Just finished dinner. Sipping from a small bottle of Pyrat Rum at my campsite high up in the San Juans. The mountains across from me are glowing purple and bronze in the late evening sun. Cooling off. The bugs have settled down for the night.
I drove to San Cristobal Lake from Boulder last night. Camped right on the shore, launched my standup paddleboard, and took a dreamlike night paddle across the glassy surface. Completely still and silent. When I turned off my headlamp, all that was left were stars on the water, and stars overhead. Floating in a world of stars and darkness.
Today, I started my first of 2 backpacking trips into the San Juans. And it’s about time. Don’t know why I never seem to get to the San Juans. Perhaps the 7 hour drive. Not a good excuse. Need to take longer trips, and more frequently. Need to loose the job. There is a lot to explore out there, and only so much time.
The clouds above my camp have turned purple. Purple against the blue sky. So close I feel I should be able to touch them.
An elk walks through distant tundra.
Breathing slowly, and fully. Naturally. The “other world” is starting to melt away. But this is only day 1. No euphoric moments yet. But the distractions are gone. That’s a good start. Just the necessities. And of course some tea, rum, and chocolate. Just for fun. Because I can. Because here I’ll enjoy them. The rum tastes divine. I take a sip. Savour. Fully experience the smokey, sweet flavour. There’s only so much in this tiny little bottle.
Nothing to do, I sit. Silence rings. No breeze. Nothing. Another deep breath. Then again, nothing. Good. I wait. For what, I don’t know, but still I sit here and wait. So much is happening. The light fades, ever so slightly. Changing everything. The clouds. The temperature. A bird chirps. Another answers.
Morning. After a night of rain, I wake up to a bluebird sky. Warm and breezy. Perfect. I fix some Peet’s coffee and add a little powdered creamer. Coffee in the wilderness is pure JOY. My senses are awakened. I sit and read Alan Watts’ “Still The Mind.” He talks of humans and potatoes. Who is more civilized? A good argument for the potato. I’m convinced. I stop reading and look around. I see the plants with compassion. A true empathy. We understand each other. A heartwarming love develops. Not just inside of me, but all consuming of everything. We share the same space. I am a visitor, but welcome. We smile. The trees, the flowers, the grasses, the sky, the sun, the breeze. We all smile. The energy is buzzing. Or is it the coffee?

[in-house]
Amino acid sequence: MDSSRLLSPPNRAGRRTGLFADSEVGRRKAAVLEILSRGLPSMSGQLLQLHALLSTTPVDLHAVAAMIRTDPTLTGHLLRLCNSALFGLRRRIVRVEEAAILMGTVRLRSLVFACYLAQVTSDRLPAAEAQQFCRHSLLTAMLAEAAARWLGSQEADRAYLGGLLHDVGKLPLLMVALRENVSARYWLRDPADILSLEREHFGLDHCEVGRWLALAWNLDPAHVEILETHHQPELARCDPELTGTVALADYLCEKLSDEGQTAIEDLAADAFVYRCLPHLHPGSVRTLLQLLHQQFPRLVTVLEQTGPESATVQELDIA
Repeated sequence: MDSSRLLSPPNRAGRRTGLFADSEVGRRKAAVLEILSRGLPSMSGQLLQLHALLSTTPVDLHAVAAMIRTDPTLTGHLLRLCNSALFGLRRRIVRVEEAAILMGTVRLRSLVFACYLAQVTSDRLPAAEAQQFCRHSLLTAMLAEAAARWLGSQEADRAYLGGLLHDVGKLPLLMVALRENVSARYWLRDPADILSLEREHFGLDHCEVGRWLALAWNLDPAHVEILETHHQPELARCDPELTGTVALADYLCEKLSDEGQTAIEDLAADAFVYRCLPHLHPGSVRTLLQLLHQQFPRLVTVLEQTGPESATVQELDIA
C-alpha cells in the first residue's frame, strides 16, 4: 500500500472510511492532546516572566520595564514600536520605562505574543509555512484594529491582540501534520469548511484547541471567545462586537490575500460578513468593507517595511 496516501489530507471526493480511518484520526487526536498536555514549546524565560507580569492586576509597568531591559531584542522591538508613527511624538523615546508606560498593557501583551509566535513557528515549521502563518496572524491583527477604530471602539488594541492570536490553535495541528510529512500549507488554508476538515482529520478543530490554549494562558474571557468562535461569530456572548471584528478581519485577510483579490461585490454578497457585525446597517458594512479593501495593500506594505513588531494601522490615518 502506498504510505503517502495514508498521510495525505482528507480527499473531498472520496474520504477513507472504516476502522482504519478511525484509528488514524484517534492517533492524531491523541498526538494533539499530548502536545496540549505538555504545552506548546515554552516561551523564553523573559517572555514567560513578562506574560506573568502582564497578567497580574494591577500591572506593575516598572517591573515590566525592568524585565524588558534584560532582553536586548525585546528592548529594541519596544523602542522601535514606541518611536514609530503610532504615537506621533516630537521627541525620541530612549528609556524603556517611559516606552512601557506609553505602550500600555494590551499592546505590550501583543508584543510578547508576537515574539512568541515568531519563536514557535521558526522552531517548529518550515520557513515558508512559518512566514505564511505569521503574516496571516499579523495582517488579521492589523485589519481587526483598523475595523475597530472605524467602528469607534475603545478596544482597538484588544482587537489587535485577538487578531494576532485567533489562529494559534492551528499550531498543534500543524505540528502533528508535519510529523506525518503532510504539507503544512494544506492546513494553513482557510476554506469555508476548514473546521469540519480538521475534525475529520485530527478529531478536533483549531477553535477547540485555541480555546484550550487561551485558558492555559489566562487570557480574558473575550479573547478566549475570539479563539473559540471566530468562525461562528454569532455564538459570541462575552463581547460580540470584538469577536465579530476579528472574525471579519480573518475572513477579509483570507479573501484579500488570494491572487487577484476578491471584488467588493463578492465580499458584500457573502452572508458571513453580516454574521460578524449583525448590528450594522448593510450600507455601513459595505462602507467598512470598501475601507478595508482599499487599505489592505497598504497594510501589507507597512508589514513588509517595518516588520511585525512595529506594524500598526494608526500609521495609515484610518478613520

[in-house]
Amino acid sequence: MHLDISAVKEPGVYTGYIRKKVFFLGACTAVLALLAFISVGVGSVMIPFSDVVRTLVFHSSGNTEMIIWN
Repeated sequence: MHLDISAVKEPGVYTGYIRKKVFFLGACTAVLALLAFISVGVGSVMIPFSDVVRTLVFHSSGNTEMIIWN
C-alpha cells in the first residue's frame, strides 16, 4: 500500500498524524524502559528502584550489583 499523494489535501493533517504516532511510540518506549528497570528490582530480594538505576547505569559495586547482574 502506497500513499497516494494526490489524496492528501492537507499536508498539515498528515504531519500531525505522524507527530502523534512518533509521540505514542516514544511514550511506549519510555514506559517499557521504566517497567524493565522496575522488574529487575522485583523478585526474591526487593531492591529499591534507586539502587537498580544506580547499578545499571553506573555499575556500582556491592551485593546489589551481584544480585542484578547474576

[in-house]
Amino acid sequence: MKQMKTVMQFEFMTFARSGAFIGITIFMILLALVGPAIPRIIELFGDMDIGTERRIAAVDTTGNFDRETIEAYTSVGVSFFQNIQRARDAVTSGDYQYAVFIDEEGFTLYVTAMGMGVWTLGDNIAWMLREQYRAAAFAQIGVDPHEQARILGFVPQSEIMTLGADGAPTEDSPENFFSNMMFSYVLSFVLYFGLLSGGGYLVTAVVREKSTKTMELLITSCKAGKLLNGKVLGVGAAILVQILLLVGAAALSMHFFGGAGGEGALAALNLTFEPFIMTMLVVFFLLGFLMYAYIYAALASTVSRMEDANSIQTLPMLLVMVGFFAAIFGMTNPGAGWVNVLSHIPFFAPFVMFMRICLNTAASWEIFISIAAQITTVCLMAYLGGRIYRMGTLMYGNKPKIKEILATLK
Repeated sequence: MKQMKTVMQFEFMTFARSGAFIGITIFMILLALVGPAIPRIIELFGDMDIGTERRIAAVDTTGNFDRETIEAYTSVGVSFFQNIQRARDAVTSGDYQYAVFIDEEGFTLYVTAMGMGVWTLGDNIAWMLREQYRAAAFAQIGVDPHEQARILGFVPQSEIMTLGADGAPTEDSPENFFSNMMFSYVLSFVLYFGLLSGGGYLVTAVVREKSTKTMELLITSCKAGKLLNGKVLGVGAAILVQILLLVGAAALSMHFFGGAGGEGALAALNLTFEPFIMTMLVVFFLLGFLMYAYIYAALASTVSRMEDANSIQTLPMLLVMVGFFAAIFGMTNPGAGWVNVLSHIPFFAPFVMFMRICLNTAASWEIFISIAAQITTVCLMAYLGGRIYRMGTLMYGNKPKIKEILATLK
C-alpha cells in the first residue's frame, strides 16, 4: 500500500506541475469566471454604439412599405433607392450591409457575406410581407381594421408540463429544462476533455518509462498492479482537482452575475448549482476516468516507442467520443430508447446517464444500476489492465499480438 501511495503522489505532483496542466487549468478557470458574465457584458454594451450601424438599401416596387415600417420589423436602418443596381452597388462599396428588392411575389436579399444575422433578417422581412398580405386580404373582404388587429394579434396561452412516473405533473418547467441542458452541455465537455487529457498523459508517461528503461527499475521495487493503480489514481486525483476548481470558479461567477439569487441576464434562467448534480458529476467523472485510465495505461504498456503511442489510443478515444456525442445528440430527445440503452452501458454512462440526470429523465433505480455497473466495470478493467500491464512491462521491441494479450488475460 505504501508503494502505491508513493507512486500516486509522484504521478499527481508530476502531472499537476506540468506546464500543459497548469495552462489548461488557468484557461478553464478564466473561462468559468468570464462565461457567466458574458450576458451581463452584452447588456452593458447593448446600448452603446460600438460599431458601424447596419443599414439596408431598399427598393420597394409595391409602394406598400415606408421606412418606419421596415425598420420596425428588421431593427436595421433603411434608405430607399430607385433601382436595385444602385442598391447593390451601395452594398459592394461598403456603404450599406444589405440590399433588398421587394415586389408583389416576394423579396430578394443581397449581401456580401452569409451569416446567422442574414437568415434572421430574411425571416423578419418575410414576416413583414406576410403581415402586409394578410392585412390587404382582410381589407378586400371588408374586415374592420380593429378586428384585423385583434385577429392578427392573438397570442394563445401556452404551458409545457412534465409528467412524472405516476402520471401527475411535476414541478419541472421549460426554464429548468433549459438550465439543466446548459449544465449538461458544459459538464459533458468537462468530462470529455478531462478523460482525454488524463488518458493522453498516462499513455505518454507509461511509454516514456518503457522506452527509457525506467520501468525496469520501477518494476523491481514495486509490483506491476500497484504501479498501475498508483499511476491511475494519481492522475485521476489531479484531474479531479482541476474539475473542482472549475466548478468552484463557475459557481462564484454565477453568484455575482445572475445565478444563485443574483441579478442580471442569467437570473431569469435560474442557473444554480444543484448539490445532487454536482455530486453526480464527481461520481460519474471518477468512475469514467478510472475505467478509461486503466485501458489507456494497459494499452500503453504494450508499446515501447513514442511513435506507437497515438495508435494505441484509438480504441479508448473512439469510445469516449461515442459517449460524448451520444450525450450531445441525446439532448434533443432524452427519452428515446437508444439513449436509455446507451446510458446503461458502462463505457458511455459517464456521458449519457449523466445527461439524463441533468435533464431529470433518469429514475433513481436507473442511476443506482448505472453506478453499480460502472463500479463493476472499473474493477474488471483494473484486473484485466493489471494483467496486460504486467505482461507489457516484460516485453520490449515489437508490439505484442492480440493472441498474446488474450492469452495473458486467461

Afternoon. Storm brewing in the north. Camp is set up though, and now I’m just waiting for it to arrive. Let the show begin. After a long day of hiking over mountains, across scree fields, and alpine tundra, I could use some down time. But for now, it’s just dark sky and thunder. I’m camped right at treeline by a small pond. A lone tree holds my bear rope and food bag. Green grasses and yellow flowers surround my camp with vast expanses of velvet like tundra, rock outcroppings, and distant mountains for my view. I’m way off trail, so privacy is guaranteed.
The Powderhorn wilderness seems to me to be a lightly traveled place. The trails are faint to non-existent, and no one is here. The way I prefer it. There is, however, a large herd of elk that I’ve seen several times so far, always quick to spot me from far away. It’s funny that a herd of close to 100 elk would be afraid of one slow, tired hiker carrying a 40 pound pack. But they always take off when they catch sight of me a mile away. Stopping to look back at me, making sure I’m not chasing them. I continue my slow trek and show no sign of attack. The run anyway.
The rain starts. Sitting in my tiny tent, the sound of rain is all consuming. Sounding twice as strong as it is as the large drops hit the tent fabric.
The rain continues. Off and on. Feelings of loneliness. Cravings. Typical on day 2. It will pass. Cravings of music, beer, warm soft skin. Try to stay in the moment. Need to waterproof this tent. It’s dripping from time to time. Not good. But the rest of my gear is working good, and my dinner of pizza was splendid.
Evening. I danced to the music in my head on alpine tundra under fading light. Beautiful, perfect, improvisational jams stored in memory banks from hundreds of live concerts. Purple mountains and sheets of rain in the distance. I am truly alone here. Solitude at it’s most solitary. Waves of emotion. Moments of clarity. Gratefulness. Freedom. This wilderness exists. It will always be here for us. Waiting. Patiently. Even if we never go, it’s here. And sometimes that is enough. Just the knowing.
Late morning. So much is happening in my little meadow. Bugs of every conceivable color, shape, size come buzzing by and stopping to investigate. Amazingly enough, none of them seen to bite. The clouds drift past in all of their various formations. The sun is out and a moderate breeze has the grasses and flowers in a constant dance around me. In my meadow are two large beds of black lava rock. One contains a small pond and the other is dry. Upon close inspection, the lava rock beds provide housing for countless varieties of small animals, spiders, reptiles, and bugs. Large birds flow overhead and occasional elk wander by. All of this in my tiny meadow.